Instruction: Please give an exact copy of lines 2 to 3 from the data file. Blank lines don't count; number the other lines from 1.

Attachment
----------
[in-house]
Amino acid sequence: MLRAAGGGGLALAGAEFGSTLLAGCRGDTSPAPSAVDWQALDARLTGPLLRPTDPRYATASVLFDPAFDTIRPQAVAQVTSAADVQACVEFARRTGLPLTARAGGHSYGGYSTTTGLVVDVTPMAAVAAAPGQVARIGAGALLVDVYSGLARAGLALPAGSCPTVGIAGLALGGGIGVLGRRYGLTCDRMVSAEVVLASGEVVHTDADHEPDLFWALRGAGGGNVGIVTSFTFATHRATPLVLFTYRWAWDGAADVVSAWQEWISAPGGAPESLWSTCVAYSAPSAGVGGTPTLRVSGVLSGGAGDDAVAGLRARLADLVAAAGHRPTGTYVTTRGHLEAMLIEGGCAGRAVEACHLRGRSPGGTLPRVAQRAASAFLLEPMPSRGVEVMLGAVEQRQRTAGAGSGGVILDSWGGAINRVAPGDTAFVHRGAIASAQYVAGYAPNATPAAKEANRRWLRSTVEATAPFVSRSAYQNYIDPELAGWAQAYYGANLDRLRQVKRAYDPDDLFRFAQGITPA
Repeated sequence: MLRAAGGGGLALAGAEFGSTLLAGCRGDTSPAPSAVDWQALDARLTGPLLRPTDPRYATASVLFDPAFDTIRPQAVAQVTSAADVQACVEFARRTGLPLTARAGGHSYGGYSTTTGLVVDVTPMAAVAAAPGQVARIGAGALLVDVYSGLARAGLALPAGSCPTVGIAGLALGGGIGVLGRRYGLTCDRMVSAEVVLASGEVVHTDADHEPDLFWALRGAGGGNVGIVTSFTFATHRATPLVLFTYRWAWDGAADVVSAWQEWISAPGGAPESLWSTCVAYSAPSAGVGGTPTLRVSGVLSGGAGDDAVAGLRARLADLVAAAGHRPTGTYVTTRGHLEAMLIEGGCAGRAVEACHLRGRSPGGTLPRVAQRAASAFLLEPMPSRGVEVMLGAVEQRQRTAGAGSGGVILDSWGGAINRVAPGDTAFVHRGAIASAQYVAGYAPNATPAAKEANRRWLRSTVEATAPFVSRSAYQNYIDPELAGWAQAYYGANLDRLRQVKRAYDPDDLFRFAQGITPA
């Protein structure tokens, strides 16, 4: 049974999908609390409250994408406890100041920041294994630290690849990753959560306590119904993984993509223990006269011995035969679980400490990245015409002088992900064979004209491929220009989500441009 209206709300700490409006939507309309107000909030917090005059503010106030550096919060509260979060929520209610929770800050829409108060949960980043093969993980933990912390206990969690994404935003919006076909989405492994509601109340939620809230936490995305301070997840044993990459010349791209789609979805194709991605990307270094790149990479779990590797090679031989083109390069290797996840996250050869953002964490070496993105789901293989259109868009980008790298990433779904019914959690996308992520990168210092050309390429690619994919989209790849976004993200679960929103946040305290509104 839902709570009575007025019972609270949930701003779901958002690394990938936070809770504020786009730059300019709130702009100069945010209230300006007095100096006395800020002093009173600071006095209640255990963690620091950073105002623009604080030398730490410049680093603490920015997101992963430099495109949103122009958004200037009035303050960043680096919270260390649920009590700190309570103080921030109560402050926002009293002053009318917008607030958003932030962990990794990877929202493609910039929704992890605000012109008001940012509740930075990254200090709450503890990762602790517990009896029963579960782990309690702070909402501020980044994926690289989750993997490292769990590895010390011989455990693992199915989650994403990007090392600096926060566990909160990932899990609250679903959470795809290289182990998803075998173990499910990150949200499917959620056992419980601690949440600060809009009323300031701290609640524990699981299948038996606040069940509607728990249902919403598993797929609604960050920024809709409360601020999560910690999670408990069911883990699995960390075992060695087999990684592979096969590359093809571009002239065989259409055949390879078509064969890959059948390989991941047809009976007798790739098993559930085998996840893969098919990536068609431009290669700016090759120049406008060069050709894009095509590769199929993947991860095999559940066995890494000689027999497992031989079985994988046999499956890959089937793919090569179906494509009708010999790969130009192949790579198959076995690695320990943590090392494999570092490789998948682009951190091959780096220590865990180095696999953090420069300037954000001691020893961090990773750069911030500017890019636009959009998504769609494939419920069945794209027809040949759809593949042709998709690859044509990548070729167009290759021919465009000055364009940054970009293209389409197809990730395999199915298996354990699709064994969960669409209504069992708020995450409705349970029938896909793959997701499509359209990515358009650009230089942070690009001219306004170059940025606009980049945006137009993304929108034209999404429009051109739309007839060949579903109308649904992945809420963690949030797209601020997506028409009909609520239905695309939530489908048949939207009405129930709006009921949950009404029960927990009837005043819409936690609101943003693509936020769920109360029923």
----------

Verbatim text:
Amino acid sequence: MLRAAGGGGLALAGAEFGSTLLAGCRGDTSPAPSAVDWQALDARLTGPLLRPTDPRYATASVLFDPAFDTIRPQAVAQVTSAADVQACVEFARRTGLPLTARAGGHSYGGYSTTTGLVVDVTPMAAVAAAPGQVARIGAGALLVDVYSGLARAGLALPAGSCPTVGIAGLALGGGIGVLGRRYGLTCDRMVSAEVVLASGEVVHTDADHEPDLFWALRGAGGGNVGIVTSFTFATHRATPLVLFTYRWAWDGAADVVSAWQEWISAPGGAPESLWSTCVAYSAPSAGVGGTPTLRVSGVLSGGAGDDAVAGLRARLADLVAAAGHRPTGTYVTTRGHLEAMLIEGGCAGRAVEACHLRGRSPGGTLPRVAQRAASAFLLEPMPSRGVEVMLGAVEQRQRTAGAGSGGVILDSWGGAINRVAPGDTAFVHRGAIASAQYVAGYAPNATPAAKEANRRWLRSTVEATAPFVSRSAYQNYIDPELAGWAQAYYGANLDRLRQVKRAYDPDDLFRFAQGITPA
Repeated sequence: MLRAAGGGGLALAGAEFGSTLLAGCRGDTSPAPSAVDWQALDARLTGPLLRPTDPRYATASVLFDPAFDTIRPQAVAQVTSAADVQACVEFARRTGLPLTARAGGHSYGGYSTTTGLVVDVTPMAAVAAAPGQVARIGAGALLVDVYSGLARAGLALPAGSCPTVGIAGLALGGGIGVLGRRYGLTCDRMVSAEVVLASGEVVHTDADHEPDLFWALRGAGGGNVGIVTSFTFATHRATPLVLFTYRWAWDGAADVVSAWQEWISAPGGAPESLWSTCVAYSAPSAGVGGTPTLRVSGVLSGGAGDDAVAGLRARLADLVAAAGHRPTGTYVTTRGHLEAMLIEGGCAGRAVEACHLRGRSPGGTLPRVAQRAASAFLLEPMPSRGVEVMLGAVEQRQRTAGAGSGGVILDSWGGAINRVAPGDTAFVHRGAIASAQYVAGYAPNATPAAKEANRRWLRSTVEATAPFVSRSAYQNYIDPELAGWAQAYYGANLDRLRQVKRAYDPDDLFRFAQGITPA